Tuesday, February 28, 2012

Happenings: Grants for Art and Service, Indecision

Modest Mayor Ender does not approve of showy engagement rings.
At tonight's meeting[1], a very small arts grant received more discussion than a two-million dollar purchase for local libraries, a five-million dollar contract for new buses, and a new planning commission appointment combined. Mayor Pro Tem Frank Ferry announced that he is engaged, and we can all look forward to welcoming the quaint sounding Phantom Terrace Associates to the community. In short, the City Council was decisive about the big stuff and indecisive when it came to the details.

The meeting began at 6:11, with Councilmember Bob Kellar delivering the invocation. He spoke about a woman from Canyon Country with a rundown home. Its condition was brought to the attention of city inspectors, one of whom—John Robinson—was able to solicit help from the community to fix her electricity, windows, and other problem areas. “Because of this, this lady is going to be able to keep her home,” Kellar said, suggesting we all try to be good neighbors.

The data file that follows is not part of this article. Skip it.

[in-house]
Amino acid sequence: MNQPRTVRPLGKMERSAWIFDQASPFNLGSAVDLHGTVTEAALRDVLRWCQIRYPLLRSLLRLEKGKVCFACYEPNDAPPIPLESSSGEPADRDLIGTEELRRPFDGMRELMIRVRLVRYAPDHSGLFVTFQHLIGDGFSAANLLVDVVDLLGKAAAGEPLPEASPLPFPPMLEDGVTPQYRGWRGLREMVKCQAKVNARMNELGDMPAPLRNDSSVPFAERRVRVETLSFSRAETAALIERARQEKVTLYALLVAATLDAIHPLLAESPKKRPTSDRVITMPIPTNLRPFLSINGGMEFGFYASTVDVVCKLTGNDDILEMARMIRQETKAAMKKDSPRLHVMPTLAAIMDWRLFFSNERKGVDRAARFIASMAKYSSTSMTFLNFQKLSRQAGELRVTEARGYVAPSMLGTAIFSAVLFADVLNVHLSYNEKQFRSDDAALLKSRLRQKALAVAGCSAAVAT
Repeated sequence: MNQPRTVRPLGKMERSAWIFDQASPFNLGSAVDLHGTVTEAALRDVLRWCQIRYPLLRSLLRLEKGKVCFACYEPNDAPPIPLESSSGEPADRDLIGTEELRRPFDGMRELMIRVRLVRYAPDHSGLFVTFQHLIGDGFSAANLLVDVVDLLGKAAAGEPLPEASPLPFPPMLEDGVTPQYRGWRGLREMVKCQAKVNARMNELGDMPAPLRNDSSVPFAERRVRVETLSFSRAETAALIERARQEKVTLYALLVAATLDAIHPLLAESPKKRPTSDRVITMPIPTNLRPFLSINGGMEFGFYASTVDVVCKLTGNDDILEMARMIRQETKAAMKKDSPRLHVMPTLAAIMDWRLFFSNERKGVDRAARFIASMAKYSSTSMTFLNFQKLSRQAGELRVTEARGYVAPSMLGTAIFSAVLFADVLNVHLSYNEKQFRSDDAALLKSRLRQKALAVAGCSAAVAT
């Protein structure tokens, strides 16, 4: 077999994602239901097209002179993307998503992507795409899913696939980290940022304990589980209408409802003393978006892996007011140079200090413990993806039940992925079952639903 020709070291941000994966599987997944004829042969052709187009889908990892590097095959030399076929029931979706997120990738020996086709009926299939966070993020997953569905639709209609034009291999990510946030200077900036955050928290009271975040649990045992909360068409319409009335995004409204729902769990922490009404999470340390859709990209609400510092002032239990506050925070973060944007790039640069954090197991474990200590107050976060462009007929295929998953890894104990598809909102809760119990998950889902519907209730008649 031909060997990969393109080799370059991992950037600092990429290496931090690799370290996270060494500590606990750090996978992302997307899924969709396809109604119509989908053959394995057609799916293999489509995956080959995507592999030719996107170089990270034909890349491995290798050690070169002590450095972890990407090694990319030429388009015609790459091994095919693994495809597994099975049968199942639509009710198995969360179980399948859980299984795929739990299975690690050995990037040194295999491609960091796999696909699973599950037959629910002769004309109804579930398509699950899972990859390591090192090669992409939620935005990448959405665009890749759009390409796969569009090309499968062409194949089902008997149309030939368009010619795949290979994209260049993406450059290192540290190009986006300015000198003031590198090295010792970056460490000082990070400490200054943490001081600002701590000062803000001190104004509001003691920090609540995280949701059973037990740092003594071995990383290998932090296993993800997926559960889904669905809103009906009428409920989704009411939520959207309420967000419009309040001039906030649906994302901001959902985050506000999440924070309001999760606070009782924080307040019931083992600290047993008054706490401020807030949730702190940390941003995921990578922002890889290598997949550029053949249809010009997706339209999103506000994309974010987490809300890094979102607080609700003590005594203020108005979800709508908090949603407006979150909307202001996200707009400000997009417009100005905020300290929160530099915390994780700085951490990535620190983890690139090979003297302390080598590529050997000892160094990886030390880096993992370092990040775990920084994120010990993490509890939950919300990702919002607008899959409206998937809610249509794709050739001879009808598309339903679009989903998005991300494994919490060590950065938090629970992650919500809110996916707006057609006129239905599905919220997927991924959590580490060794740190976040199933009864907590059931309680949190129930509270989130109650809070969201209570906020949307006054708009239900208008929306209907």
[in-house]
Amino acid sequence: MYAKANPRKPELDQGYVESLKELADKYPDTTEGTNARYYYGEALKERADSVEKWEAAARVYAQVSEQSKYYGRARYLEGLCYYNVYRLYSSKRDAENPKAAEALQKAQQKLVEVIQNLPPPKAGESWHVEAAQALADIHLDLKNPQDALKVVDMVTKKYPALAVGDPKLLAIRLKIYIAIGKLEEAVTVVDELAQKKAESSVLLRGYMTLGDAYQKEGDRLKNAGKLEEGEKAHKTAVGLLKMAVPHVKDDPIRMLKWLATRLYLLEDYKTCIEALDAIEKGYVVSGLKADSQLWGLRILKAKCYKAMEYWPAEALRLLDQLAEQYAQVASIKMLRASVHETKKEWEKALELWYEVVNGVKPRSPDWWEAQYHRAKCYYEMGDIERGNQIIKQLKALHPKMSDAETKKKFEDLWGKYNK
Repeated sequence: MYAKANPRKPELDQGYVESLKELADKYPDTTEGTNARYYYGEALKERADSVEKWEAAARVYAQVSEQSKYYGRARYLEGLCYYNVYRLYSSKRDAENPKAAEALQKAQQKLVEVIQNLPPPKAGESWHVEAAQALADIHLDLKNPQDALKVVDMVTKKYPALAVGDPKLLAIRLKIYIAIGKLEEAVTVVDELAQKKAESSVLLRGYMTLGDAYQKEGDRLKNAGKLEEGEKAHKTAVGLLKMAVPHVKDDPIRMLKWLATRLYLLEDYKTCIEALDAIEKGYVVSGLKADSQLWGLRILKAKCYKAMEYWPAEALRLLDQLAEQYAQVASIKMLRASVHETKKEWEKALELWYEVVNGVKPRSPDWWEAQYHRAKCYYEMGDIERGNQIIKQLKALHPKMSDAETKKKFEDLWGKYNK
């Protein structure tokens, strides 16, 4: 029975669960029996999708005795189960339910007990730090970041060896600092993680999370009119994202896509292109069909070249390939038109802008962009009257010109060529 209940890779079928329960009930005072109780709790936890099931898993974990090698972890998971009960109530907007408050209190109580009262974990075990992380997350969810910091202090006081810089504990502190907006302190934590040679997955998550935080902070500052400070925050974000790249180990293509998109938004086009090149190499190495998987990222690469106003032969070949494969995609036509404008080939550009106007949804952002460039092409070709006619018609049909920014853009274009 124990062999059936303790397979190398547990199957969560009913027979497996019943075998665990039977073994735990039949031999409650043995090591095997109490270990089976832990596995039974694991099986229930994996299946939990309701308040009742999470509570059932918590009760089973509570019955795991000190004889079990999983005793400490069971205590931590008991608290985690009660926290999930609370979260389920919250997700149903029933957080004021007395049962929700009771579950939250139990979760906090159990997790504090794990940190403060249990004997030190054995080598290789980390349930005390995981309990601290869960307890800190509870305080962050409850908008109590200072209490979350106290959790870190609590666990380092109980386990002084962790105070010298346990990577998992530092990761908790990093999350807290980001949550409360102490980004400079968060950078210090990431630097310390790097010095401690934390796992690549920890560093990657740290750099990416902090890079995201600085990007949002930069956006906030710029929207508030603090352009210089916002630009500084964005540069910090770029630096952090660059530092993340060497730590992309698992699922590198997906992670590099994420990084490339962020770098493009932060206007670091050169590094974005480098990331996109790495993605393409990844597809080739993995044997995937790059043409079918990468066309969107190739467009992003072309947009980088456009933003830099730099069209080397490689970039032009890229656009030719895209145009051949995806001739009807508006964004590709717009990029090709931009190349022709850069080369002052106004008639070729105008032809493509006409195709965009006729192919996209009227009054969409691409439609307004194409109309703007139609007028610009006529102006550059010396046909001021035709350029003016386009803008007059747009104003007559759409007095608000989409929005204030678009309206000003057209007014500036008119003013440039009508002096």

In keeping with the theme of improvement, Santa Clarita was recognized for reaching the silver level in the California Green Communities Challenge. Partners SoCal Edison, Green Seal, and the Environmental Media Association lauded the city for implementing improvements in ten areas relating to sustainability, like waste reduction, green building, and efficient transportation. The hype bordered on the excessive: a Green Seal official from D.C. came in just to give his blessing, a flag was proffered, a large glass plaque was bestowed on City Hall, and there were promises of much more media coverage for Santa Clarita as a model of green city living[2].

The next presentation to the city was decidedly leaner. Chris Fall, vice chair of the Parks Commission, read seven goals for 2012. They were rather generic—maintain parks, promote facility use and program involvement, support trail system, etc.

Next, council members provided updates. Councilmember Marsha McLean said that the SCV Senior Center grossed $115,000 with its celebrity waiter event, which McLean participated in. She was also quite excited about the first meeting of the SCV Transportation Coalition, which unites stakeholders and will give Santa Clarita a stronger voice in regional transportation issues. Councilmember Laurene Weste spoke about the “iron horse” bridge connection that has been in development and will be a critical juncture in our trails system. Mayor Pro Tem Frank Ferry announced that Mori Rouhani is (1)An excellent local dentist, and (2)His fiancĂ©, as of Valentine’s Day. Ferry’s revelation wasn’t delivered very smoothly and it took a second to realize what he was announcing, but it would have been nice if the audience had clapped more. Finally, Mayor Laurie Ender spoke about the Santa Clarita Emergency Expo[3] coming up in March, a chance to build emergency kits and meet first responders.